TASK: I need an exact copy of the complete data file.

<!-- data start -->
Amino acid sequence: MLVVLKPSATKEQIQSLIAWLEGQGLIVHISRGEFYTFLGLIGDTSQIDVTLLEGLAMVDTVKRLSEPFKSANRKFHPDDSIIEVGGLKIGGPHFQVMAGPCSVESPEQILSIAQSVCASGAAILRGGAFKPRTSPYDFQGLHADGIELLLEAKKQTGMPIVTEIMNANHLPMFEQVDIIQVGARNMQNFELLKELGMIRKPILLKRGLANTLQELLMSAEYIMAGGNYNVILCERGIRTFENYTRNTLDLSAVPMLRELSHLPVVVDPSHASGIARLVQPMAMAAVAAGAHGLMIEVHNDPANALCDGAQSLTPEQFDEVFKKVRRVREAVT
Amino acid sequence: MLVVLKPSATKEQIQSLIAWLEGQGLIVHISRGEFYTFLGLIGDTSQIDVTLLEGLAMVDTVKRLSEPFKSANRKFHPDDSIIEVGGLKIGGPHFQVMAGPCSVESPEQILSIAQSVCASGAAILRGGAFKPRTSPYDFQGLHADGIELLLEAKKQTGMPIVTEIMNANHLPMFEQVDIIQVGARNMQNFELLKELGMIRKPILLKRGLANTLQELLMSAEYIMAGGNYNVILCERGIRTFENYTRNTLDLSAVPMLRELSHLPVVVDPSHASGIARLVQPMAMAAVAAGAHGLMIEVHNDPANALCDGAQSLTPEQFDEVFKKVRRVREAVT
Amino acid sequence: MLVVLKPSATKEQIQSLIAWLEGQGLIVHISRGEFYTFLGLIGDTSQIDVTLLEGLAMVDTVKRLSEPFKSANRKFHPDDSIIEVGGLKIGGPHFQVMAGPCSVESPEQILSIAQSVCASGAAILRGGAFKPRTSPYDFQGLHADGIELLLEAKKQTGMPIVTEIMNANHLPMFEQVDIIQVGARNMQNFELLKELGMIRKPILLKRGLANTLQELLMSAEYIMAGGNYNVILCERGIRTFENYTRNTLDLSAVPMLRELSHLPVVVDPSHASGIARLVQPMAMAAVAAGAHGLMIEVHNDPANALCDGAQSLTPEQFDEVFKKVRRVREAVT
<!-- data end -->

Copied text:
Amino acid sequence: MLVVLKPSATKEQIQSLIAWLEGQGLIVHISRGEFYTFLGLIGDTSQIDVTLLEGLAMVDTVKRLSEPFKSANRKFHPDDSIIEVGGLKIGGPHFQVMAGPCSVESPEQILSIAQSVCASGAAILRGGAFKPRTSPYDFQGLHADGIELLLEAKKQTGMPIVTEIMNANHLPMFEQVDIIQVGARNMQNFELLKELGMIRKPILLKRGLANTLQELLMSAEYIMAGGNYNVILCERGIRTFENYTRNTLDLSAVPMLRELSHLPVVVDPSHASGIARLVQPMAMAAVAAGAHGLMIEVHNDPANALCDGAQSLTPEQFDEVFKKVRRVREAVT
Amino acid sequence: MLVVLKPSATKEQIQSLIAWLEGQGLIVHISRGEFYTFLGLIGDTSQIDVTLLEGLAMVDTVKRLSEPFKSANRKFHPDDSIIEVGGLKIGGPHFQVMAGPCSVESPEQILSIAQSVCASGAAILRGGAFKPRTSPYDFQGLHADGIELLLEAKKQTGMPIVTEIMNANHLPMFEQVDIIQVGARNMQNFELLKELGMIRKPILLKRGLANTLQELLMSAEYIMAGGNYNVILCERGIRTFENYTRNTLDLSAVPMLRELSHLPVVVDPSHASGIARLVQPMAMAAVAAGAHGLMIEVHNDPANALCDGAQSLTPEQFDEVFKKVRRVREAVT
Amino acid sequence: MLVVLKPSATKEQIQSLIAWLEGQGLIVHISRGEFYTFLGLIGDTSQIDVTLLEGLAMVDTVKRLSEPFKSANRKFHPDDSIIEVGGLKIGGPHFQVMAGPCSVESPEQILSIAQSVCASGAAILRGGAFKPRTSPYDFQGLHADGIELLLEAKKQTGMPIVTEIMNANHLPMFEQVDIIQVGARNMQNFELLKELGMIRKPILLKRGLANTLQELLMSAEYIMAGGNYNVILCERGIRTFENYTRNTLDLSAVPMLRELSHLPVVVDPSHASGIARLVQPMAMAAVAAGAHGLMIEVHNDPANALCDGAQSLTPEQFDEVFKKVRRVREAVT